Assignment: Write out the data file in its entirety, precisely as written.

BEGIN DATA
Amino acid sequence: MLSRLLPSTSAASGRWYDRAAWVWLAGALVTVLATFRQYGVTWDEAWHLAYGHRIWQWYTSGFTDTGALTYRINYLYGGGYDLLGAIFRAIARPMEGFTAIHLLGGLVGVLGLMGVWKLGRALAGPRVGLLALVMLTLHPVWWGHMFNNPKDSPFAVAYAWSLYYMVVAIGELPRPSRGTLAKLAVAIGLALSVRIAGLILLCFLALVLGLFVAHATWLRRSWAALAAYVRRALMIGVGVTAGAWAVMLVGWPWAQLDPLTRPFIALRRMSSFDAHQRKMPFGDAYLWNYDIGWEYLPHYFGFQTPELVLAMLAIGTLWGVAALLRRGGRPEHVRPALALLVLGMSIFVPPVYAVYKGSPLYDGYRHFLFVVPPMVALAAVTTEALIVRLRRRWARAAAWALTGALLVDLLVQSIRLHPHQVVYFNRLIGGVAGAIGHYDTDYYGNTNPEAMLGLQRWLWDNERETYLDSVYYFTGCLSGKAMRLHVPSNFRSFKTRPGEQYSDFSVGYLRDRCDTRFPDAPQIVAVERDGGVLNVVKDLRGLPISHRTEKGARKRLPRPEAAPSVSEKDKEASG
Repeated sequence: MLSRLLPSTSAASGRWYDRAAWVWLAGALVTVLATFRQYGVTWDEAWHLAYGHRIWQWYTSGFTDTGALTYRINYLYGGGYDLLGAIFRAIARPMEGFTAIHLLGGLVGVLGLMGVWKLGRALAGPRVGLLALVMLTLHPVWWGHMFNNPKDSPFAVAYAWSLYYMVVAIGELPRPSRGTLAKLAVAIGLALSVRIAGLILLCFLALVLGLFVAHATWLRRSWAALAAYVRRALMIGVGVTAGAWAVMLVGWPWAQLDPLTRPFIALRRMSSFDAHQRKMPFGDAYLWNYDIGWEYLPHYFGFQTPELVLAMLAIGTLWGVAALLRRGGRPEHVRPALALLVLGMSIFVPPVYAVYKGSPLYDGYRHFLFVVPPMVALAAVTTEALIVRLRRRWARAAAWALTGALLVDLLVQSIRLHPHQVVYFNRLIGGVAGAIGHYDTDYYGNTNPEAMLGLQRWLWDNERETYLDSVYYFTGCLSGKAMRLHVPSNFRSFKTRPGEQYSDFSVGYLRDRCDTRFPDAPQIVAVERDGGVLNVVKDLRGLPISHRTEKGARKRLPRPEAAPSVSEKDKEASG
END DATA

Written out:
Amino acid sequence: MLSRLLPSTSAASGRWYDRAAWVWLAGALVTVLATFRQYGVTWDEAWHLAYGHRIWQWYTSGFTDTGALTYRINYLYGGGYDLLGAIFRAIARPMEGFTAIHLLGGLVGVLGLMGVWKLGRALAGPRVGLLALVMLTLHPVWWGHMFNNPKDSPFAVAYAWSLYYMVVAIGELPRPSRGTLAKLAVAIGLALSVRIAGLILLCFLALVLGLFVAHATWLRRSWAALAAYVRRALMIGVGVTAGAWAVMLVGWPWAQLDPLTRPFIALRRMSSFDAHQRKMPFGDAYLWNYDIGWEYLPHYFGFQTPELVLAMLAIGTLWGVAALLRRGGRPEHVRPALALLVLGMSIFVPPVYAVYKGSPLYDGYRHFLFVVPPMVALAAVTTEALIVRLRRRWARAAAWALTGALLVDLLVQSIRLHPHQVVYFNRLIGGVAGAIGHYDTDYYGNTNPEAMLGLQRWLWDNERETYLDSVYYFTGCLSGKAMRLHVPSNFRSFKTRPGEQYSDFSVGYLRDRCDTRFPDAPQIVAVERDGGVLNVVKDLRGLPISHRTEKGARKRLPRPEAAPSVSEKDKEASG
Repeated sequence: MLSRLLPSTSAASGRWYDRAAWVWLAGALVTVLATFRQYGVTWDEAWHLAYGHRIWQWYTSGFTDTGALTYRINYLYGGGYDLLGAIFRAIARPMEGFTAIHLLGGLVGVLGLMGVWKLGRALAGPRVGLLALVMLTLHPVWWGHMFNNPKDSPFAVAYAWSLYYMVVAIGELPRPSRGTLAKLAVAIGLALSVRIAGLILLCFLALVLGLFVAHATWLRRSWAALAAYVRRALMIGVGVTAGAWAVMLVGWPWAQLDPLTRPFIALRRMSSFDAHQRKMPFGDAYLWNYDIGWEYLPHYFGFQTPELVLAMLAIGTLWGVAALLRRGGRPEHVRPALALLVLGMSIFVPPVYAVYKGSPLYDGYRHFLFVVPPMVALAAVTTEALIVRLRRRWARAAAWALTGALLVDLLVQSIRLHPHQVVYFNRLIGGVAGAIGHYDTDYYGNTNPEAMLGLQRWLWDNERETYLDSVYYFTGCLSGKAMRLHVPSNFRSFKTRPGEQYSDFSVGYLRDRCDTRFPDAPQIVAVERDGGVLNVVKDLRGLPISHRTEKGARKRLPRPEAAPSVSEKDKEASG